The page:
“DAC” stands for “Districtus Austriae Controllatus” and is the legal abbreviation for special region-typical quality wines. Thus, if a label states the winegrowing region followed by the letter combination DAC (e.g. Kamptal DAC) we are talking about a region-typical quality wine.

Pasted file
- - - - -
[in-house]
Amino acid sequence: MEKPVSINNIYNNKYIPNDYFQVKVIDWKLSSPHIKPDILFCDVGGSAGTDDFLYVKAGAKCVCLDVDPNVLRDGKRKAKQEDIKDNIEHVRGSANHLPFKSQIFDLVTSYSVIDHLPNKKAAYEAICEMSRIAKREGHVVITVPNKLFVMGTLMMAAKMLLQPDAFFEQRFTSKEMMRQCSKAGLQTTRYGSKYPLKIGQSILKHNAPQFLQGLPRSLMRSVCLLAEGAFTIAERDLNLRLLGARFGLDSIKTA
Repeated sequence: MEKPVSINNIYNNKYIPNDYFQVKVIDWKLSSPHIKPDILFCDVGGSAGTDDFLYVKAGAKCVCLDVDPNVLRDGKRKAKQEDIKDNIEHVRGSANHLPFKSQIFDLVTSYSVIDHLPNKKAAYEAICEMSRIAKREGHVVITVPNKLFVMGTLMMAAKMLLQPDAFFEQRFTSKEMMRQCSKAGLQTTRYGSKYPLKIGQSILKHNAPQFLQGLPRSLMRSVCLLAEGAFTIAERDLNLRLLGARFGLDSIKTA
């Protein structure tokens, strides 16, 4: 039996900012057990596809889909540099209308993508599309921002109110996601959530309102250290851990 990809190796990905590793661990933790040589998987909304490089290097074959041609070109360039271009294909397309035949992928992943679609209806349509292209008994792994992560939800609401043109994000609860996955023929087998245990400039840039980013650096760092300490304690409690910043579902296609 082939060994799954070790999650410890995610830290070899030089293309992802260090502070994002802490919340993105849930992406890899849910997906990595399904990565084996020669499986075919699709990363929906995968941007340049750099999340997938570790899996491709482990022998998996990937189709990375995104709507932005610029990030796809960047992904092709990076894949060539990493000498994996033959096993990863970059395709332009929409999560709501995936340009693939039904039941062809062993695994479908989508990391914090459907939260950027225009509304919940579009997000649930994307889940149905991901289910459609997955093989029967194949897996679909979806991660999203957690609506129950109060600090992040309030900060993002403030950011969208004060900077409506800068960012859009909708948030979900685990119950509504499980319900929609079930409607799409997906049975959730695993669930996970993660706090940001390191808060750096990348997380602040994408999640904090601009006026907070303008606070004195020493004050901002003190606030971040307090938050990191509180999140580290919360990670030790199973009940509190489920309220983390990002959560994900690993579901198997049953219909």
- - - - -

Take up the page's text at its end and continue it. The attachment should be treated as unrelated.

More precisely: In theory an Austrian winegrower is permitted to produce quality wine from 40 quality grape varieties. De facto, winegrowers cultivate varieties which are best suited for their vineyards and region. The decision which varieties are planted follows viticultural as well as marketing criteria. Thus, you won't find Schilcher along the Danube or Grüner Veltliner in Styria as the variety does not display regional characteristics. Although wine is grown in all federal states of Austria, winegrowing plays a major role in only four of them: Lower Austria, Burgenland, Styria and Vienna. Within these four major winegrowing areas 17 specific winegrowing regions have been designated. These regions make great efforts to take hold on the national and international wine market by promoting their top-quality specialties. Until April 2018, ten regions have decided to market only one or a few particularly region- typical wines under the name of the region while the labels of all other wines contain the name of the winery and the federal state. Following the example of worldwide famous wines of origin (e.g. Barolo in Italy, Chablis in France or Rioja in Spain) typical wines of origin of these regions state the name of the region on the label followed by the three letters DAC (e.g. Weinviertel DAC or Leithaberg DAC ).